updated September 2, 2014

Poor Man's Leslie

The Leslie was an important part of the rock sound in the '60s. Bands like Steppenwolf used a heavy Leslie sound on the organ for songs such as 'Born to be Wild' and Cream used a Leslie for a unique guitar sound on the song 'Badge'.

This year one of the Hoffman forum members began building a Leslie unit based on the Leslie 16 which later became the Fender Vibratone. I became interested in his project and soon began watching eBay for parts. I soon realized you could get a small complete Leslie system that came from an organ that had been parted out. These were similar to the Leslie 16/18 units but were scaled down versions that used a single 8" speaker and smaller drive motors. These smaller units were not as popular on eBay so the price was right for me. So, I picked one up and began tinkering with it.

Once on the bench I was able to get some joy from the unit simply by connecting the speaker to an amp and applying 120VAC to one of the drive motors. I changed speeds using gator clip leads. I discovered that these little units sound pretty good as is but I really wanted a larger speaker. And a cabinet. And a footswitch to control the thing. So, it became a project.

This is the original unit, complete with dual speed drive motors and full range 8" Rola speaker.


I first built a very rugged footswitch to control the motors. One switch applies power to the motors and the other switch selects either the fast or slow motor. The indicator is continuously illuminated when in fast mode and will blink when in slow mode.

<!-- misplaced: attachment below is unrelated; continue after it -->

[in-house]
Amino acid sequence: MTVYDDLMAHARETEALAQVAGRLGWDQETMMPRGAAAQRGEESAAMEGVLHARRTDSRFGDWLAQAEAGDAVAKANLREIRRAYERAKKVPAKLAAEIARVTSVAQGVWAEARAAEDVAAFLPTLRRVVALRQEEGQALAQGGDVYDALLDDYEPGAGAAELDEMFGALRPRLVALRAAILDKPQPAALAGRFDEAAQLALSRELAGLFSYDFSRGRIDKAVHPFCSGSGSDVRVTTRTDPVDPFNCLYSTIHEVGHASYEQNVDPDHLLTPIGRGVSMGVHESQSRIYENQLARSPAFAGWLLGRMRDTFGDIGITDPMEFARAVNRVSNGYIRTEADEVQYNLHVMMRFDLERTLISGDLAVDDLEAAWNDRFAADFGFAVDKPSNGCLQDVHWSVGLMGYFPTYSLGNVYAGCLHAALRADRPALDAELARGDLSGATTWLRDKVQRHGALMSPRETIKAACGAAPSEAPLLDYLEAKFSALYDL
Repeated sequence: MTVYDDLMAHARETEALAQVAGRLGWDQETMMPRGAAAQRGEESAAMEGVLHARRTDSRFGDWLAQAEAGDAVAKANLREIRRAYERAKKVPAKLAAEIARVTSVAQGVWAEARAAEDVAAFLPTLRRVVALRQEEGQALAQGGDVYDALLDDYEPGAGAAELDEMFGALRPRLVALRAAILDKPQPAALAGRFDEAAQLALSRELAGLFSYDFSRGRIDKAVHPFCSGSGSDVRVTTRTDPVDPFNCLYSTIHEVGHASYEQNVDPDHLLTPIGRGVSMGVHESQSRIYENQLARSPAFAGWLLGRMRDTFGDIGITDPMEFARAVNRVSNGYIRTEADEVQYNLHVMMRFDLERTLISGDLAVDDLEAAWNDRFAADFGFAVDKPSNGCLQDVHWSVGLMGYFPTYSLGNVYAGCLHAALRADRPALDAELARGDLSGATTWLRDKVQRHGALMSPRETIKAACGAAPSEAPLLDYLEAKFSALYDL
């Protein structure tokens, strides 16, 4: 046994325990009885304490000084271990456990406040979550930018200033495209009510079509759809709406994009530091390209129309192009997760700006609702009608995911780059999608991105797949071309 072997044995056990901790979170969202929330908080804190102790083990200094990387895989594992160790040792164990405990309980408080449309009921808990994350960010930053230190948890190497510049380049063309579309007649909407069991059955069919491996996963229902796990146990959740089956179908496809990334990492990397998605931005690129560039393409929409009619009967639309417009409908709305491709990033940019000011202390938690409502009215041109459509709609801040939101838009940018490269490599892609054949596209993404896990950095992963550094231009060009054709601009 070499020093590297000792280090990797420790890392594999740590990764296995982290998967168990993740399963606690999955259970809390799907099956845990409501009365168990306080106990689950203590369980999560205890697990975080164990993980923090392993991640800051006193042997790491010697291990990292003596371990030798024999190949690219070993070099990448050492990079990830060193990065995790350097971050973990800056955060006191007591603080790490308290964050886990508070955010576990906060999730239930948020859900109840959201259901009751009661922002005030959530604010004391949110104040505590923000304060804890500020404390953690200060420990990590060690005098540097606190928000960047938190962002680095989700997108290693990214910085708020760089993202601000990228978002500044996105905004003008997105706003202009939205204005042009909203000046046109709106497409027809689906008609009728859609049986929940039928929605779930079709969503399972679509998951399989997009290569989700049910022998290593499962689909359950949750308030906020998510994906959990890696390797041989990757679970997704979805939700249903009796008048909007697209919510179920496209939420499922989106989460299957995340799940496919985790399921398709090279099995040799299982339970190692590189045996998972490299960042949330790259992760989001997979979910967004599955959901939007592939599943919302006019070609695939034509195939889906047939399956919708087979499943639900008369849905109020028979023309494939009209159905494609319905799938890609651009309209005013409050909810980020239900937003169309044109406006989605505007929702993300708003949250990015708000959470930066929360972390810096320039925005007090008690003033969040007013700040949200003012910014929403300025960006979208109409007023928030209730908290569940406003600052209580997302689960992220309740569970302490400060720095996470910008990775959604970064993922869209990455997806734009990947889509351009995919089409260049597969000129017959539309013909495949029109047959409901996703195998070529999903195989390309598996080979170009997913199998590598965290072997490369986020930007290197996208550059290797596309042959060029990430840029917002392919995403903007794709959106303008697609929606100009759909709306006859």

Here's the schematic for the entire unit. I opted for simplicity and used no relays to control the motors. This required a heavy duty footswitch controller. It's all point to point construction inside a very rugged cast iron electrical switch box. I don't have the caps across the switch contacts in my unit but I would install them if I was actually playing a venue.


I replaced the particle board with a larger 1/2" plywood sound board. I used the old board as a template for drilling holes. Then I modified the board to use a 12" speaker.


I mounted a Weber 12" California speaker to the sound board.


And here's the motorized drum side of the sound board.


One more picture of the completed sound board ready to be mounted inside the cab.


A little woodworking, painting, casters, etc., and the box is ready with the sound board installed.


All buttoned up.


 Overall dimensions are 18.5" wide x 21" high x 16" deep. This project is done.


My poor man's Leslie is ready to jam!


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